Latest Diesel Technology For Saab 9-3 Sport Saloon - Six Speed Transmissions | Part Three

'State-of-the-art' common rail, direct, multiple injection 1.9TiD unit

Saab 9-3

Typical Saab turbo power

On the road, both 1.9TiD engines have a distinctly sporty character, further narrowing any perceptible difference between diesel and petrol engine performance levels – except in the frequency of visits to the filling station.

Saab turbo engines have always been characterised by an extremely strong and wide spread of torque, giving the kind of low and mid-range power that is needed in everyday real-world driving. The 1.9TiD engine delivers just this kind of performance, demonstrated by the fact that 90% of maximum torque, an impressive 315 Nm for the 150 bhp engine and 280 Nm for the 120 bhp version, is generated between 1750 and 3250 rpm.

Furthermore, the driving experience is enriched by a smoothness and refinement, together with a progressive torque build-up, that belies the presence of compression ignition. Engineers have helped to achieve this by calibrating the movement of the electronic throttle to deliver a response similar to Saab's petrol turbo engines. The process is optimised by a low-inertia, intercooled Garrett turbocharger, operating at 1.35 bar boost, which includes variable vane geometry (VNT) where the pitch of turbine blades is electronically adjusted for quick pick-up at low engine speeds.

Low levels of NVH (noise, vibration and harshness) inside the car are due to the engine's advanced combustion technology as much as its careful chassis installation. This includes the adoption of an electro/hydraulic power steering system, for improved fuel consumption, and additional tuning of the front suspension and wheel angles.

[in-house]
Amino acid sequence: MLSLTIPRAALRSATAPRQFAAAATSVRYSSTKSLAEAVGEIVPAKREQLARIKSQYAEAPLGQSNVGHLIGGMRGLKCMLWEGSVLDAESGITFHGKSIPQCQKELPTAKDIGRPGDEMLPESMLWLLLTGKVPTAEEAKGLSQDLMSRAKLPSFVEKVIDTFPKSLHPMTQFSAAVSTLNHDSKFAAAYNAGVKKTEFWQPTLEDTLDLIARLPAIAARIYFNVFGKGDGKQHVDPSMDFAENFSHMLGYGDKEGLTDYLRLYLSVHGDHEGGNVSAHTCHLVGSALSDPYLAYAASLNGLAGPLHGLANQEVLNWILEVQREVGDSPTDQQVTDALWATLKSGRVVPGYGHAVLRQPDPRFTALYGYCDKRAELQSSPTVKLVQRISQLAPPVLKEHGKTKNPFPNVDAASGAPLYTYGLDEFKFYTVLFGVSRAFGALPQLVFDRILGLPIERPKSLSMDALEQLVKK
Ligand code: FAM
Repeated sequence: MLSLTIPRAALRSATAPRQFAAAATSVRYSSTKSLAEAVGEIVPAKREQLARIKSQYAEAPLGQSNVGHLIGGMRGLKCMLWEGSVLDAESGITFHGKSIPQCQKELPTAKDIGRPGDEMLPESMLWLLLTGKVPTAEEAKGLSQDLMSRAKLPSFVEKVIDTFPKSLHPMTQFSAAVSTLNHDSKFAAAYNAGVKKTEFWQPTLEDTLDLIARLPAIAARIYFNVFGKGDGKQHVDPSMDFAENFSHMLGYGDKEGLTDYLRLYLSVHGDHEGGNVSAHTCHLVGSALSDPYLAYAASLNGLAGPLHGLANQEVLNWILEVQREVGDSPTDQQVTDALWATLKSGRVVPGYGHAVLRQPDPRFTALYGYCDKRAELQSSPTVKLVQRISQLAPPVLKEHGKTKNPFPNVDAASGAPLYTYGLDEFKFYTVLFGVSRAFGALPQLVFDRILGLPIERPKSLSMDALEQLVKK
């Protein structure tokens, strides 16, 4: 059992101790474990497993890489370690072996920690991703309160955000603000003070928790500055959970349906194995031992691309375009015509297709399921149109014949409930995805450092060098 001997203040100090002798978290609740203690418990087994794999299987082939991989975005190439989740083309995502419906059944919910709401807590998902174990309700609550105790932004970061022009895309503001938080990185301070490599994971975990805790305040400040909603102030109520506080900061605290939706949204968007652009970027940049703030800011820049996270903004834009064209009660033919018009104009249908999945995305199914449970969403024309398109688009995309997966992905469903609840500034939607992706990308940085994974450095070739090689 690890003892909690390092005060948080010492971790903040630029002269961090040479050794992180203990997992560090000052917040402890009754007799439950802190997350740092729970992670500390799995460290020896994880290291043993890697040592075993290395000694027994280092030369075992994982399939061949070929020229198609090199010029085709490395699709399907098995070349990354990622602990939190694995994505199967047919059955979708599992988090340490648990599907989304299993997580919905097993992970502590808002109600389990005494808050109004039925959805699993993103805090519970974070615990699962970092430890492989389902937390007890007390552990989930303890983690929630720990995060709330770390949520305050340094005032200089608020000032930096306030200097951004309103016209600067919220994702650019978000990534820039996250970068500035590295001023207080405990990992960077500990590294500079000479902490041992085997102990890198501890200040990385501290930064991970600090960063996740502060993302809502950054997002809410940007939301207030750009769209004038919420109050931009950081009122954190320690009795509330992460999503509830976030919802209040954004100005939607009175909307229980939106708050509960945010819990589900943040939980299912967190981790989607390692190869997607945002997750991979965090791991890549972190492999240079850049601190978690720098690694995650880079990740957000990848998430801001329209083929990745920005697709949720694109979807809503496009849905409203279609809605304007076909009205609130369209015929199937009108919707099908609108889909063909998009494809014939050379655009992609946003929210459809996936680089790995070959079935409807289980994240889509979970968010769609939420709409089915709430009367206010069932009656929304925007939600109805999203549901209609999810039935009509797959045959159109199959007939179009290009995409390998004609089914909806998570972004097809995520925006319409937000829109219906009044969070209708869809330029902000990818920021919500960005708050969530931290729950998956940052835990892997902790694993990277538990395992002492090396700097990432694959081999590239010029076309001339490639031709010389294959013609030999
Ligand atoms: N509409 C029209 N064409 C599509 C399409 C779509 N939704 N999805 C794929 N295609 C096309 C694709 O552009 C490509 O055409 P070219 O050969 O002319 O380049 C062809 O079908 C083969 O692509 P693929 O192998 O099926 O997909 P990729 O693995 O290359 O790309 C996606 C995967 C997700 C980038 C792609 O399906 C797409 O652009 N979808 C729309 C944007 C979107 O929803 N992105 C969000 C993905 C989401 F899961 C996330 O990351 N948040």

Six-speed transmissions

The high level of driving satisfaction is reflected in the standard fitment of a close-ratio, six gear manual gearbox that encourages driver involvement and complements the 9-3's sporty handling characteristics.

The optional six-speed Aisin AW automatic transmission for the 150 bhp engine is a first for Saab and unique in this sector of the market.

It is a smooth and adaptive unit, responsive to changes in engine load, road gradient or altitude, and quickly finds the ‘right’ gear without any irritating hunting. It features lock-up in all forward ratios, except first. The driver can also switch to manual control by using a sequential floor shift or optional steering wheel mounted paddle shift buttons.

continues... | Part Four
Published 26 May 2004 Melanie Carter

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